The Human Approach Focus less on making your pitch and more on listening to what your customers need.
Opinions expressed by Entrepreneur contributors are their own.
I'll fess up first: I've always felt stupid, even before I found out I was dyslexic. My fourth-grade teacher didn't help when she announced I was the worst speller she'd seen in 25 years. My friends were the superheroes who could pick up a textbook minutes before an exam and ace it. I was the kid scrambling to class who couldn't listen and take notes at the same time.
Maybe you've felt stupid at some point, too. Let's be honest: Most salespeople weren't the high-honors kids competing to give the valedictory speech. Salespeople don't always fit into the academic box that's neatly wrapped up and tied with a golden honors sash.
Fortunately, working has shown me that I'm not stupid. I'll never win the spelling bee (now mater haow harde I trye), but the good news is that selling (not spelling) intelligence doesn't depend on classroom learning, textbook retention or the ability to nail the crossword puzzle. It does, however, require that salespeople develop two different types of intelligence.
When I'm asked about the best sales books ever written, my answer is always the same: Social Intelligence and Emotional Intelligence, both by Daniel Goleman. Here's why: Your ability to sell depends, in large part, on your self-awareness and social savvy.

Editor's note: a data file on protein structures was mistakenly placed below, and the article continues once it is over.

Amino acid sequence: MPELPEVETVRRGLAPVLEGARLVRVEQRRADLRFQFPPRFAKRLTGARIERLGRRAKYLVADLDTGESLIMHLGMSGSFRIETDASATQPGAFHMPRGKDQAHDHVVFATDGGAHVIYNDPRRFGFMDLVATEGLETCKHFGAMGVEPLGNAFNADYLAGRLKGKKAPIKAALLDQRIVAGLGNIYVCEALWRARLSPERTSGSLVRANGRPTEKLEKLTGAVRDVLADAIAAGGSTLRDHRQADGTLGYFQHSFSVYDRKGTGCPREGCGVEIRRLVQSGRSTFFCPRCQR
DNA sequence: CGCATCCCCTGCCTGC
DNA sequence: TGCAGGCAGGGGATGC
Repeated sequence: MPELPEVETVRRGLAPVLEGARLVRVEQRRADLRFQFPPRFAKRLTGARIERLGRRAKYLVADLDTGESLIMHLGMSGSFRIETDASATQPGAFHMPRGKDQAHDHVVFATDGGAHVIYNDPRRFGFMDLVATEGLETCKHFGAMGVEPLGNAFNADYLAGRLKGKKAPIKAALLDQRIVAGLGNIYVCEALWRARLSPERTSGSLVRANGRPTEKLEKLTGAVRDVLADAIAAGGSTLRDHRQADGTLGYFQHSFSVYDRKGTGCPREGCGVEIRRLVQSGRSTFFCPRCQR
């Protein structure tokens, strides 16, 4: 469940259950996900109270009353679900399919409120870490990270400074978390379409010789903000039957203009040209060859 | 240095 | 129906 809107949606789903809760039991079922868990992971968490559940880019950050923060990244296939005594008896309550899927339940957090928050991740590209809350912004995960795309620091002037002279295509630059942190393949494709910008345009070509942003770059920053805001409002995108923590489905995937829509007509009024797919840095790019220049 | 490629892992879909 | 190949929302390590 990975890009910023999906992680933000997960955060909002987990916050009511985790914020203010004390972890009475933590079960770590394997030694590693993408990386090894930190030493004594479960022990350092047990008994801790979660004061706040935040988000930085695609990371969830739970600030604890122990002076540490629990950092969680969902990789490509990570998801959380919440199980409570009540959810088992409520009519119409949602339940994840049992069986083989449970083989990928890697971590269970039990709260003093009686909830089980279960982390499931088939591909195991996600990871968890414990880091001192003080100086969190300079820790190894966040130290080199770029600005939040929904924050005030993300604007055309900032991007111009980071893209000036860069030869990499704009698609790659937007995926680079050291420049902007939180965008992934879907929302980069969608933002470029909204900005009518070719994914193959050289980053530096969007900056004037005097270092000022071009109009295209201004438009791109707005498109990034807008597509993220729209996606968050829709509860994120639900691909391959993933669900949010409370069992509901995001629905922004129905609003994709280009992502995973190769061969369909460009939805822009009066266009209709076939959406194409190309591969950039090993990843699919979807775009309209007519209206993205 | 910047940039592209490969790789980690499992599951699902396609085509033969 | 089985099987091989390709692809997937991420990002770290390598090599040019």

Understanding your customers and skillfully responding to them is a question of emotional and social intelligence, not how many different closing tactics you've memorized or methods you have on hand to overcome objections.
According to Goleman, humans are wired to connect, neurologically speaking. That means you already have the mental agility to naturally soar to the top of your sales class.
Marvel at this. The news gets even better. Goleman doesn't believe that these competencies are innate, but rather learned capabilities that must be worked on to achieve outstanding performance. There's nothing phantom about sales success.
So toss the trite sales pitch, and never formulate another "smart" thought. Instead, develop the keen ability to listen and hear what your customers truly want and need. Tear up the sales manual and increase your empathy by entering into the realm of your customers' feelings.
Step away from the PowerPoint presentation and study your self-presentation so you can foster credibility, trust and customer confidence.
Overall, stop obsessing over stupid sales strategies and throw yourself into most important life lessons many of us have yet to hone.
Or better yet, ditch the idea of being a salesperson and just be a person.